Parents are legally obligated to support their children under the age of 19 and sometimes beyond that if the child attends college. In times of divorce, separation, or other legal matters, the courts have the authority to order parents to financially support their children. Each state has guidelines that determine what is fair to both the parents and the children. The determination of a fair child support agreement is a complicated process and many factors will be considered. They are mostly predictable and the guidelines are often presumed to be fair and just.
The New Jersey Child Support Guidelines fairly distribute the financial cost of raising a child between parents when one has sole custody. The guidelines consider factors like the respective incomes of both parents, the child’s age, and the physical location of the child before allocating the cost of raising the child. Though one parent may pay more child support, there are factors that determine the outcome. For example, if a child stays with one parent during the week and visits the other parent on weekends, the cost of raising the child is higher for the weekday guardian, thus asking more from the weekend caregiver. Some of the costs to the primary caregiver include, but are not limited to, the child’s share of expenses for food, clothing, shelter, transportation, entertainment, and un-reimbursed health care costs up to a certain amount.
The guidelines will examine factors about the parents. These may include:
- The socio-economic status of each parent
- Income, debt, and assets of each parent
- Earning capability
- Educational background
- Work history
The guidelines will examine factors about the child. Some may include:
- The needs of the child
- The age and health of the child
- The education of the child
- The cost of providing for the child including child care
Taking into consideration all of these factors, the court has the authority to adjust the calculation of the child support. In some cases, if the court finds a parent voluntarily unemployed or underemployed, it may order the party to pay child support based former income or the average from the New Jersey Department of Labor Wage Statistics. Other factors that could force the court to deviate from the guidelines may include the unforeseen costs of a special-needs child, a household with six or more children, and the medical expenses of a parent. The court’s order or the Child Support Guidelines Worksheet will document each deviation.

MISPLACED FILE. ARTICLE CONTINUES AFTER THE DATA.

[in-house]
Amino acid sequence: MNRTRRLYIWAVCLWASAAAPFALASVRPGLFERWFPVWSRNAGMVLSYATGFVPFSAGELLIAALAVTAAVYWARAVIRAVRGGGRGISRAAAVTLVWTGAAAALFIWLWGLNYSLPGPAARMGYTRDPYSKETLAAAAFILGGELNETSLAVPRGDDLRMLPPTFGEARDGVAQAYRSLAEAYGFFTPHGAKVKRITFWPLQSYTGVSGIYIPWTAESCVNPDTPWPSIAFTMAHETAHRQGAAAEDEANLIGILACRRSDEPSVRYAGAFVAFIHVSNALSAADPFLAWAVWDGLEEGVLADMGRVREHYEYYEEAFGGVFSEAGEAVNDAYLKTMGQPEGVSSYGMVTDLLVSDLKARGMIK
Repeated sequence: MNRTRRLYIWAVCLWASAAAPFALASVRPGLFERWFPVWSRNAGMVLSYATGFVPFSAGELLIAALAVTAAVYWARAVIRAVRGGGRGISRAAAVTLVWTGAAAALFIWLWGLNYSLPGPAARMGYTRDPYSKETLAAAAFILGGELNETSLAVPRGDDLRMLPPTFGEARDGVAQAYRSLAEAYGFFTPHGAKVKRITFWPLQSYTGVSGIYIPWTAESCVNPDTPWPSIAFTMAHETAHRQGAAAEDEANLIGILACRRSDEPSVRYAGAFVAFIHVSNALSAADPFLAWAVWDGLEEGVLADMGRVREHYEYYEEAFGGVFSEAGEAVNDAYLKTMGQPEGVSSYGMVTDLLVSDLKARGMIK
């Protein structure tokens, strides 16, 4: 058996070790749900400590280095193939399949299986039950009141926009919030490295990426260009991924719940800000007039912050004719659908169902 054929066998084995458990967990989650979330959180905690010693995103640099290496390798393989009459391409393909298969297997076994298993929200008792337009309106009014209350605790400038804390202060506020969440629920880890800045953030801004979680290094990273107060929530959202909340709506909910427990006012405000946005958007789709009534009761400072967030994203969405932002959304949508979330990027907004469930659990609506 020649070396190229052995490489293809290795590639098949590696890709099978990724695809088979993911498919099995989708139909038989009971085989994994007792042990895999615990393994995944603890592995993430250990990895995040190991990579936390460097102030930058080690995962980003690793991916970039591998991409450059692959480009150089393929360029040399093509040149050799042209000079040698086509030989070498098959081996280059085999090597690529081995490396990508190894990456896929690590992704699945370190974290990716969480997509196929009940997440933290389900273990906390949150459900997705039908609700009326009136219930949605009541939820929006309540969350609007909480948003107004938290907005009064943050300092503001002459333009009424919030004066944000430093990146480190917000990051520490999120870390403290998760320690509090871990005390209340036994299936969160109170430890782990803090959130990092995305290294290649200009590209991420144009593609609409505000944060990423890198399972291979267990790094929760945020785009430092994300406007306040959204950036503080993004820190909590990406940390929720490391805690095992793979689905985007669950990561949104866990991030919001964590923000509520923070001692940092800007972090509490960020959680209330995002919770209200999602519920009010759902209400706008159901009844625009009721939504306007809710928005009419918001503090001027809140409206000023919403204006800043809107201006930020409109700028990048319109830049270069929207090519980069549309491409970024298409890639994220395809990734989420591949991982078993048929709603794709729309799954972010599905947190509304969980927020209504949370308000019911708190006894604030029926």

Shared parenting in New Jersey a living arrangement where the child spends two or more nights per week with the non-custodial parent or over 104 overnights per year. The parents have the responsibility to file a parenting plan with the courts that demonstrates the parenting time and responsibility of each parent. If successful, the court will use the Shared Parenting Guidelines, which use the discretion of the court and are not as presumptive. This means that the court and the parents will work together to come to a child support agreement that everyone can live with and works for the child’s best interest.
Lastly, In New Jersey, child support can end when the child turns 19 years old or in some cases, 23 years old. If your child attends a secondary school, you may still be held responsible for the support, as they cannot support themselves financially. This could extend through college and beyond depending on the court’s ruling. When either parent determines the child is above the age of 19 and independent, they will file papers with the court declaring emancipation of the child. This declares that they are financially independent and no longer need financial assistance. With convenient locations in Cherry Hill and New Brunswick, New Jersey, we are strategically situated to serve clients across the state. Speak with an attorney at Mattleman, Weinroth & Miller, P.C. in order to receive the best outcome for your legal matter.